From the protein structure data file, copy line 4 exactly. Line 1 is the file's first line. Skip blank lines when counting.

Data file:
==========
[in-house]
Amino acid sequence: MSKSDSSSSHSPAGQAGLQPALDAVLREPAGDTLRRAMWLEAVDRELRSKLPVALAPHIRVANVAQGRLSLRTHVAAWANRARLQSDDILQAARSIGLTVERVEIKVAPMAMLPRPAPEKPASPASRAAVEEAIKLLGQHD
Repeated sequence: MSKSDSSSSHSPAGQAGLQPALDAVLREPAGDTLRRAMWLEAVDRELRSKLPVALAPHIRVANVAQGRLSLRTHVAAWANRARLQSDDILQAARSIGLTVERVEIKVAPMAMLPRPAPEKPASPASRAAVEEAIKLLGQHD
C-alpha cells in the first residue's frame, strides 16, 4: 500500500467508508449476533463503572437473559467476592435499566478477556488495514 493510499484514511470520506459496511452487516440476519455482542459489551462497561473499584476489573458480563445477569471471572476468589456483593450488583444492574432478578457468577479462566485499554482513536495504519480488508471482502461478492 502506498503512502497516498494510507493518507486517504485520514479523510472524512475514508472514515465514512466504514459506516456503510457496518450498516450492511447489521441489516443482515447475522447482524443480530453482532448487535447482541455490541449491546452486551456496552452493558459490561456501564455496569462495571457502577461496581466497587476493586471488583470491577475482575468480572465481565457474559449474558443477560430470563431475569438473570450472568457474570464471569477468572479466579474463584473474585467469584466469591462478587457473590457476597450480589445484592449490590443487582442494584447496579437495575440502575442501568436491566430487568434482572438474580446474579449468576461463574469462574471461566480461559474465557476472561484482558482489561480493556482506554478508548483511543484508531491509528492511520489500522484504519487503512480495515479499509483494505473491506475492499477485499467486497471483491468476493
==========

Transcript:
C-alpha cells in the first residue's frame, strides 16, 4: 500500500467508508449476533463503572437473559467476592435499566478477556488495514 493510499484514511470520506459496511452487516440476519455482542459489551462497561473499584476489573458480563445477569471471572476468589456483593450488583444492574432478578457468577479462566485499554482513536495504519480488508471482502461478492 502506498503512502497516498494510507493518507486517504485520514479523510472524512475514508472514515465514512466504514459506516456503510457496518450498516450492511447489521441489516443482515447475522447482524443480530453482532448487535447482541455490541449491546452486551456496552452493558459490561456501564455496569462495571457502577461496581466497587476493586471488583470491577475482575468480572465481565457474559449474558443477560430470563431475569438473570450472568457474570464471569477468572479466579474463584473474585467469584466469591462478587457473590457476597450480589445484592449490590443487582442494584447496579437495575440502575442501568436491566430487568434482572438474580446474579449468576461463574469462574471461566480461559474465557476472561484482558482489561480493556482506554478508548483511543484508531491509528492511520489500522484504519487503512480495515479499509483494505473491506475492499477485499467486497471483491468476493